Why this case matters

“In the age of Zoom, is any forum more non conveniens than another?”

This was the opening line in the decision in Kore Meals LLC v. Freshii Development LLC, in which the Ontario Superior Court of Justice was tasked with deciding whether to stay a Court proceeding brought in Ontario in favour of an arbitration seated in Chicago, Illinois.

When granting the stay, Justice Morgan held that in a world of digital-based adjudicative systems with videoconference hearings, the answer to that question is an emphatic “no”.

The underlying facts

The defendant, Freshii Development LLC (“Freshii Development”), entered into a Development Agent Agreement (the “DAA”) with the plaintiff, Kore Meals LLC (“Kore”), to develop Freshii franchises in Texas.

The DAA contained an arbitration clause that required that disputes between the parties proceed by arbitration in the city where Freshii Development has its business address. Freshii Development’s business address was listed as Chicago, Illinois.

A dispute arose and Kore commenced an action in Ontario. Kore named Freshii Development and its parent company, Freshii Inc., as defendants.

The defendants sought to stay that action in favour of arbitration.

The Court orders that the action be stayed in favour of arbitration

The Court determined that the test for staying a proceeding in the face of an arbitration clause is a relatively low one, and that the governing principle is deference to the mechanism provided for by the parties. The Court considered the test for whether a stay is appropriate, focusing on the fifth and final factor, namely whether there are grounds on which the Court should refuse to stay the action.

The plaintiff argued that Freshii Development did not actually carry on business in Chicago, and that it merely had a PO box at a UPS store in the city. The defendant pointed out that the terms of the DAA were clear, and that the arbitration was to be seated in the place where Freshii Development’s business address was located.

The plaintiff argued that the Court should consider convenience factors for the parties and issues of access to justice. The Court accepted that the Supreme Court of Canada’s decision in TELUS Communications Inc. v. Wellman provided that a forum non conveniens-type analysis can be undertaken by the court when considering whether the place of the arbitration is unfair or impractical for one or another of the parties.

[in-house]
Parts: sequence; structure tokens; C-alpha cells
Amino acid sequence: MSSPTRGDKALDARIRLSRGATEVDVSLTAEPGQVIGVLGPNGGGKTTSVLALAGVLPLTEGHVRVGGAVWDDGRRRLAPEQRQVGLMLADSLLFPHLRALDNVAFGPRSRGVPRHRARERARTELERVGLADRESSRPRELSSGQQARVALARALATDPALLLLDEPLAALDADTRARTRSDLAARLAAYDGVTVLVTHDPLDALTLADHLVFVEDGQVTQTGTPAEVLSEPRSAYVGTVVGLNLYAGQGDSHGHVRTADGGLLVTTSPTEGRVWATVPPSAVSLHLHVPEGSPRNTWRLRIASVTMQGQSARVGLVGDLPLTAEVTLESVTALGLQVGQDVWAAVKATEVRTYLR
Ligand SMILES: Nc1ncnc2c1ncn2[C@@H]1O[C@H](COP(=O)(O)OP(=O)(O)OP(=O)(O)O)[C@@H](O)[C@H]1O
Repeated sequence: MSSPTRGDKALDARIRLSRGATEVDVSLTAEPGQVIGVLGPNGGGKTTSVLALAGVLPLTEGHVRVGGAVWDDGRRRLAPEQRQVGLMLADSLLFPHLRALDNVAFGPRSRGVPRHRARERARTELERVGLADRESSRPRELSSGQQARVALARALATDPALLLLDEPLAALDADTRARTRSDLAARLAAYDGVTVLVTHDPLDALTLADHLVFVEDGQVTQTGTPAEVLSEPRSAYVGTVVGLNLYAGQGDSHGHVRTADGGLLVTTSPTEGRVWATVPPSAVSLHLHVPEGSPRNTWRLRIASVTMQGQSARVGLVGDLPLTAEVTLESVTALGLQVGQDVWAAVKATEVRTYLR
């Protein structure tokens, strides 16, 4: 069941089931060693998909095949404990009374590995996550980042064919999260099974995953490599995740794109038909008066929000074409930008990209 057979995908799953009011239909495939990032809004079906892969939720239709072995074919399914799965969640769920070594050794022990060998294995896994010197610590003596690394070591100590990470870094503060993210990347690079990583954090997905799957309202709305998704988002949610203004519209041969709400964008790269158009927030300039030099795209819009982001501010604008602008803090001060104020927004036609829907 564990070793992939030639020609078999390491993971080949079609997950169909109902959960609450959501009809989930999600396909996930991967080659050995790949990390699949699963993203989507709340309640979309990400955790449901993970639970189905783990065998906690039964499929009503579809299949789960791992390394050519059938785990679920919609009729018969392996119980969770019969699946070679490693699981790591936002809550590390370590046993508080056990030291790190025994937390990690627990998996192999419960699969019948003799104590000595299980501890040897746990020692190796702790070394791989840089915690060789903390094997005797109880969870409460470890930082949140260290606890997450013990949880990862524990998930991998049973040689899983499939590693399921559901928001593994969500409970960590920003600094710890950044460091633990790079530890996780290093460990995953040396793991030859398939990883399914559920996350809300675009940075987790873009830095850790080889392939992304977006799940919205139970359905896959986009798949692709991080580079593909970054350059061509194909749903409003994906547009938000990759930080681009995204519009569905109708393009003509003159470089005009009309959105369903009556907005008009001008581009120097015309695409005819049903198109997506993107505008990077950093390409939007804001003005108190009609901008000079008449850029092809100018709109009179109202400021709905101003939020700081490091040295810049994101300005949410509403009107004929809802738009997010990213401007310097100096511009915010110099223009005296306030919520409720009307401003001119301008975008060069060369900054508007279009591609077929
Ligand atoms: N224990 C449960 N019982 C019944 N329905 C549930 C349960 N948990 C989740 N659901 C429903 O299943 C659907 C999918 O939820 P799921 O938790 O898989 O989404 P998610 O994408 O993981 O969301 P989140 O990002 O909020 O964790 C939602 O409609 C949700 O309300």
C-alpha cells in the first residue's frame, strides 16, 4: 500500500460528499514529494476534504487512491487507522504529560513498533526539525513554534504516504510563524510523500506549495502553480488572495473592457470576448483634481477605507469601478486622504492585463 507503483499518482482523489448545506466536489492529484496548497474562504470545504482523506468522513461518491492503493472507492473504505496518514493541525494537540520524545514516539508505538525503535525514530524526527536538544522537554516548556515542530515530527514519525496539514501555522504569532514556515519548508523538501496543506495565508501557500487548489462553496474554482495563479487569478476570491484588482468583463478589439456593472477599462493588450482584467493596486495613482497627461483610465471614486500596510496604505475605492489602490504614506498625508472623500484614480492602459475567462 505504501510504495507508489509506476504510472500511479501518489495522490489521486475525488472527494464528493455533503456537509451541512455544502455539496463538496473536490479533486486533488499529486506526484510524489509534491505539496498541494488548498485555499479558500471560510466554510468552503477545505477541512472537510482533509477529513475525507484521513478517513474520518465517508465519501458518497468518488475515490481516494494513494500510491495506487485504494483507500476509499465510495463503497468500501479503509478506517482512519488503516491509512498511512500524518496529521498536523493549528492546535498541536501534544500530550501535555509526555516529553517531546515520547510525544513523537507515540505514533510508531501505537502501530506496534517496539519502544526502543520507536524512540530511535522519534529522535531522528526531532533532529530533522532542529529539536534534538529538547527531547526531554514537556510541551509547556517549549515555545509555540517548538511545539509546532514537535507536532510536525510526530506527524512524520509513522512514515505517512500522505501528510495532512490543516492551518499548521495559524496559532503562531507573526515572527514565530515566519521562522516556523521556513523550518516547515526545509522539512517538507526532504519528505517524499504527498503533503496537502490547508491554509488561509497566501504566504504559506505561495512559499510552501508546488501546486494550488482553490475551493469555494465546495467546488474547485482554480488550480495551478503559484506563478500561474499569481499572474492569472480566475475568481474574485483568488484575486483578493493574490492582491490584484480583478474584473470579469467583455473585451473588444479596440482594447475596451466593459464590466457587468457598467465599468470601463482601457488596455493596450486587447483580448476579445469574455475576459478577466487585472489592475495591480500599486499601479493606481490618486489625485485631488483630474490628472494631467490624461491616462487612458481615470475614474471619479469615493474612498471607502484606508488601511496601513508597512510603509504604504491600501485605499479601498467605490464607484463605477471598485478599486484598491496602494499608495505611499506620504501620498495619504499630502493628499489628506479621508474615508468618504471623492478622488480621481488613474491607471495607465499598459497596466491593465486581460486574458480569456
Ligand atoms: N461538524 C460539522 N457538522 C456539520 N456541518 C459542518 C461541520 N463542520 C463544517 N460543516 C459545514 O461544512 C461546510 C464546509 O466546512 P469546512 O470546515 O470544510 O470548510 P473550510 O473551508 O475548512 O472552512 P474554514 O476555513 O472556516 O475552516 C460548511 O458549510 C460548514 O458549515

At the hearing of the motion, Justice Morgan asked the parties whether the arbitration would be held virtually. Counsel indicated that they presumed it would be, since the pandemic has moved most proceedings to a digital forum.

Justice Morgan held that the fact that the hearing was to be conducted virtually undermined the majority of the forum non conveniens factors. The argument that an action should not be stayed in favour of arbitration due to issues of inconvenience or access to justice have effectively been rendered moot in this digital age.

In reaching this determination, Justice Morgan offered some additional insights:

“Freshii Developments may have a miniature post office box or an entire office tower in Chicago, and witnesses or documents may be located in Canada’s Northwest Territories or in the deep south of the United States, and no location would be any more or less convenient than another.” [para. 29]

“It is by now an obvious point, but it bears repeating that a digital-based adjudicative system with a videoconference hearing is as distant and as nearby as the World Wide Web. With this in mind, the considerable legal learning that has gone into contests of competing forums over the years is now all but obsolete. Judges cannot say forum non conveniens we hardly knew you, but they can now say farewell to what was until recently a familiar doctrinal presence in the courthouse.” [para. 31]

“And what is true for forum non conveniens is equally true for the access to justice approach to the arbitration question. Chicago and Toronto are all on the same cyber street. They are accessed in the identical way with a voice command or the click of a finger. No one venue is more or less unfair or impractical than another.” [para. 32]

Is this goodbye to the doctrine of forum non conveniens considerations in stay motions?

There is no doubt that the global pandemic has accelerated the adoption and overall use of remote technologies in arbitrations, as well as in matters proceeding before the courts.

Witnesses are examined virtually across jurisdictional lines, materials are filed electronically from the comfort of practitioners’ homes, and hearings take place on virtual platforms with the parties, witnesses, and arbitral tribunal all in different time zones.

The question remains whether these practices, which were borne out of necessity when travel and gathering restrictions were thrust upon us by the pandemic, will remain once those restrictions are lifted.

When those restrictions are gone, and parties are able to argue hearings in person, will the forum non conveniens-type analysis creep back into the stay proceeding analysis, or has the “Age of Zoom” irrevocably changed the test? As those restrictions are slowly but surely being lifted, we will soon find out.